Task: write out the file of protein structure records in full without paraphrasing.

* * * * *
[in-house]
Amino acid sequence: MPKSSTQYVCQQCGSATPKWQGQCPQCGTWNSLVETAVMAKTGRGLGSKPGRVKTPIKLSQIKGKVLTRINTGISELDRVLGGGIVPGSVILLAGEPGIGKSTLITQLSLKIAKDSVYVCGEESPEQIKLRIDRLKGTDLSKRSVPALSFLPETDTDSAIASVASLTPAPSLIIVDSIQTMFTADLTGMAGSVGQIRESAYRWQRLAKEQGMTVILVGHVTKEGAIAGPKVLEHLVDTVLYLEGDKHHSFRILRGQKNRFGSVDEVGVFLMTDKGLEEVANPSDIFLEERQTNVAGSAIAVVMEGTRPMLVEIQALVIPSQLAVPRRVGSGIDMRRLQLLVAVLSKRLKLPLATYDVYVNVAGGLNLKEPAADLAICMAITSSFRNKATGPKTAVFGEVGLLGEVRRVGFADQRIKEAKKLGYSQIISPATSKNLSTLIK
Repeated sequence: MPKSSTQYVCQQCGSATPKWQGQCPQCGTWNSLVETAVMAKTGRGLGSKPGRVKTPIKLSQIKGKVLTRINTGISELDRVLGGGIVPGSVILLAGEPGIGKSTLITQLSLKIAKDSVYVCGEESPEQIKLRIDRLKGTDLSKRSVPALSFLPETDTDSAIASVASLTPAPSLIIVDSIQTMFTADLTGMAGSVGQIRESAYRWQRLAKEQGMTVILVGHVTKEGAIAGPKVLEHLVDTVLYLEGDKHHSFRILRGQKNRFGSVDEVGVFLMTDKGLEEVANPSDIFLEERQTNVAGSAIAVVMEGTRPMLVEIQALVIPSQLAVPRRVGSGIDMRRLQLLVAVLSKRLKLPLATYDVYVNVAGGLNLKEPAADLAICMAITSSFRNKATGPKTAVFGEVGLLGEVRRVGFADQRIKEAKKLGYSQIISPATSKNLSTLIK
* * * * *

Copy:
[in-house]
Amino acid sequence: MPKSSTQYVCQQCGSATPKWQGQCPQCGTWNSLVETAVMAKTGRGLGSKPGRVKTPIKLSQIKGKVLTRINTGISELDRVLGGGIVPGSVILLAGEPGIGKSTLITQLSLKIAKDSVYVCGEESPEQIKLRIDRLKGTDLSKRSVPALSFLPETDTDSAIASVASLTPAPSLIIVDSIQTMFTADLTGMAGSVGQIRESAYRWQRLAKEQGMTVILVGHVTKEGAIAGPKVLEHLVDTVLYLEGDKHHSFRILRGQKNRFGSVDEVGVFLMTDKGLEEVANPSDIFLEERQTNVAGSAIAVVMEGTRPMLVEIQALVIPSQLAVPRRVGSGIDMRRLQLLVAVLSKRLKLPLATYDVYVNVAGGLNLKEPAADLAICMAITSSFRNKATGPKTAVFGEVGLLGEVRRVGFADQRIKEAKKLGYSQIISPATSKNLSTLIK
Repeated sequence: MPKSSTQYVCQQCGSATPKWQGQCPQCGTWNSLVETAVMAKTGRGLGSKPGRVKTPIKLSQIKGKVLTRINTGISELDRVLGGGIVPGSVILLAGEPGIGKSTLITQLSLKIAKDSVYVCGEESPEQIKLRIDRLKGTDLSKRSVPALSFLPETDTDSAIASVASLTPAPSLIIVDSIQTMFTADLTGMAGSVGQIRESAYRWQRLAKEQGMTVILVGHVTKEGAIAGPKVLEHLVDTVLYLEGDKHHSFRILRGQKNRFGSVDEVGVFLMTDKGLEEVANPSDIFLEERQTNVAGSAIAVVMEGTRPMLVEIQALVIPSQLAVPRRVGSGIDMRRLQLLVAVLSKRLKLPLATYDVYVNVAGGLNLKEPAADLAICMAITSSFRNKATGPKTAVFGEVGLLGEVRRVGFADQRIKEAKKLGYSQIISPATSKNLSTLIK